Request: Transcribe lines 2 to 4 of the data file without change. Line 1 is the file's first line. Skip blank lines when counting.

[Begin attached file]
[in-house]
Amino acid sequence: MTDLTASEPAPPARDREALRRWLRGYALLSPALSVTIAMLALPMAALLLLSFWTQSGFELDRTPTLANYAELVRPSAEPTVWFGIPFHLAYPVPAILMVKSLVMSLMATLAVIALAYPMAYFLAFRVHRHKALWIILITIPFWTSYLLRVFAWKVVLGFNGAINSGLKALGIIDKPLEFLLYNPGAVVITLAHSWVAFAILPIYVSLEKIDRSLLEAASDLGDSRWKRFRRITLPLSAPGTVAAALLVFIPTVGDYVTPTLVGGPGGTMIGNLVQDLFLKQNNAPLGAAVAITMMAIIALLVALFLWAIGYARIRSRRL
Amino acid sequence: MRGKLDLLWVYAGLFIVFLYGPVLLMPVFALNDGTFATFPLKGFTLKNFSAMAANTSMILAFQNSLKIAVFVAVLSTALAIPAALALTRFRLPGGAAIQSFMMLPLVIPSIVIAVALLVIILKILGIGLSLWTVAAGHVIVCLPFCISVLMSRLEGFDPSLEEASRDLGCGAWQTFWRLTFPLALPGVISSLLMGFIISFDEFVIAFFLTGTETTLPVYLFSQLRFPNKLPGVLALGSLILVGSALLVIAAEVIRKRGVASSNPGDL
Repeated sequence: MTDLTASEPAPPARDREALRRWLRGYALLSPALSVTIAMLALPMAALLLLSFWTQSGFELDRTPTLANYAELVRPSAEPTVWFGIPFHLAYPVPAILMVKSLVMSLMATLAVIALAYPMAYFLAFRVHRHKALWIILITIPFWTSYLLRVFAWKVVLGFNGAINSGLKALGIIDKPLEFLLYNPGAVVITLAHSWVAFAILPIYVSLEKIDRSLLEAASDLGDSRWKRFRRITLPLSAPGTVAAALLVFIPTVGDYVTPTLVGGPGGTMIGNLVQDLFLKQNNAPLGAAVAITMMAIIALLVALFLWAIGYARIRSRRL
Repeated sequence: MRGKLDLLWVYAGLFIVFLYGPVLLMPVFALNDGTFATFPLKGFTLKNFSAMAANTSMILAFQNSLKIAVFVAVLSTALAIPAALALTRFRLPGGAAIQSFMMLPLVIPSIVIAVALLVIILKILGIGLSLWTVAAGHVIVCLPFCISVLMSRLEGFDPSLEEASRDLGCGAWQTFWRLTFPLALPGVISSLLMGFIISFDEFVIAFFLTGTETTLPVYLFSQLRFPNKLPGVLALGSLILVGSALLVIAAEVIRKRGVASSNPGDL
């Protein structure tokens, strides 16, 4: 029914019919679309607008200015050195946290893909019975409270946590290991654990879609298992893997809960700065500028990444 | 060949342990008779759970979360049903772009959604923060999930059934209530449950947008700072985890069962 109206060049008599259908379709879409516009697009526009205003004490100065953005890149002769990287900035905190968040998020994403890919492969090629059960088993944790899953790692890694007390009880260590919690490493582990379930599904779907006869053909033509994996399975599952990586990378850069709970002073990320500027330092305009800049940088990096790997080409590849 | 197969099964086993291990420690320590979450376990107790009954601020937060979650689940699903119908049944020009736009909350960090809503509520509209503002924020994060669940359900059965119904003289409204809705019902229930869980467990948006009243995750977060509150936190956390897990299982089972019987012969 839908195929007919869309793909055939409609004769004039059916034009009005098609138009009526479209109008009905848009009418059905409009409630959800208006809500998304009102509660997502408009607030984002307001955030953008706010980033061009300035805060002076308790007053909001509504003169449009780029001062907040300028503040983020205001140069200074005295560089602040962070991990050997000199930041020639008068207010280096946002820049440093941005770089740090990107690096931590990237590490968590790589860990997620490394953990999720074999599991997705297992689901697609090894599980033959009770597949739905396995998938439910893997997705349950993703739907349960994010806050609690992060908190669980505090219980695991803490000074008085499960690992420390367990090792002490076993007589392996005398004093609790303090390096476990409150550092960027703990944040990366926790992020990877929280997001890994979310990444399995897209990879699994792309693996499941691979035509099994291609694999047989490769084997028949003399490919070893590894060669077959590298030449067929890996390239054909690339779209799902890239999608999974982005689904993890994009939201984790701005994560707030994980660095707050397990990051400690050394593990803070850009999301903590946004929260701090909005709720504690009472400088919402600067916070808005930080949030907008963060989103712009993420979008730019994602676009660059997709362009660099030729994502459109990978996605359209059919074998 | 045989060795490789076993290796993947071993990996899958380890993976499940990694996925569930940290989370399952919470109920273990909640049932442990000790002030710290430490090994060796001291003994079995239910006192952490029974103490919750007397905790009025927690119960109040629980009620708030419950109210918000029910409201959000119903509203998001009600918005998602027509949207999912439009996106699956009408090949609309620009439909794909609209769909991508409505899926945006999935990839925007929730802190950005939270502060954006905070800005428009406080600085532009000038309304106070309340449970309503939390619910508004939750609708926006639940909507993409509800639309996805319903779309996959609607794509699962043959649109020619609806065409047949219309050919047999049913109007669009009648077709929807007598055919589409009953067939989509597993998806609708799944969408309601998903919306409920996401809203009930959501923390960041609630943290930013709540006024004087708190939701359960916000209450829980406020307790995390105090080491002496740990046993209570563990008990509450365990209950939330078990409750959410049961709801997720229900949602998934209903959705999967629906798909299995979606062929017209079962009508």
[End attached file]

Amino acid sequence: MTDLTASEPAPPARDREALRRWLRGYALLSPALSVTIAMLALPMAALLLLSFWTQSGFELDRTPTLANYAELVRPSAEPTVWFGIPFHLAYPVPAILMVKSLVMSLMATLAVIALAYPMAYFLAFRVHRHKALWIILITIPFWTSYLLRVFAWKVVLGFNGAINSGLKALGIIDKPLEFLLYNPGAVVITLAHSWVAFAILPIYVSLEKIDRSLLEAASDLGDSRWKRFRRITLPLSAPGTVAAALLVFIPTVGDYVTPTLVGGPGGTMIGNLVQDLFLKQNNAPLGAAVAITMMAIIALLVALFLWAIGYARIRSRRL
Amino acid sequence: MRGKLDLLWVYAGLFIVFLYGPVLLMPVFALNDGTFATFPLKGFTLKNFSAMAANTSMILAFQNSLKIAVFVAVLSTALAIPAALALTRFRLPGGAAIQSFMMLPLVIPSIVIAVALLVIILKILGIGLSLWTVAAGHVIVCLPFCISVLMSRLEGFDPSLEEASRDLGCGAWQTFWRLTFPLALPGVISSLLMGFIISFDEFVIAFFLTGTETTLPVYLFSQLRFPNKLPGVLALGSLILVGSALLVIAAEVIRKRGVASSNPGDL
Repeated sequence: MTDLTASEPAPPARDREALRRWLRGYALLSPALSVTIAMLALPMAALLLLSFWTQSGFELDRTPTLANYAELVRPSAEPTVWFGIPFHLAYPVPAILMVKSLVMSLMATLAVIALAYPMAYFLAFRVHRHKALWIILITIPFWTSYLLRVFAWKVVLGFNGAINSGLKALGIIDKPLEFLLYNPGAVVITLAHSWVAFAILPIYVSLEKIDRSLLEAASDLGDSRWKRFRRITLPLSAPGTVAAALLVFIPTVGDYVTPTLVGGPGGTMIGNLVQDLFLKQNNAPLGAAVAITMMAIIALLVALFLWAIGYARIRSRRL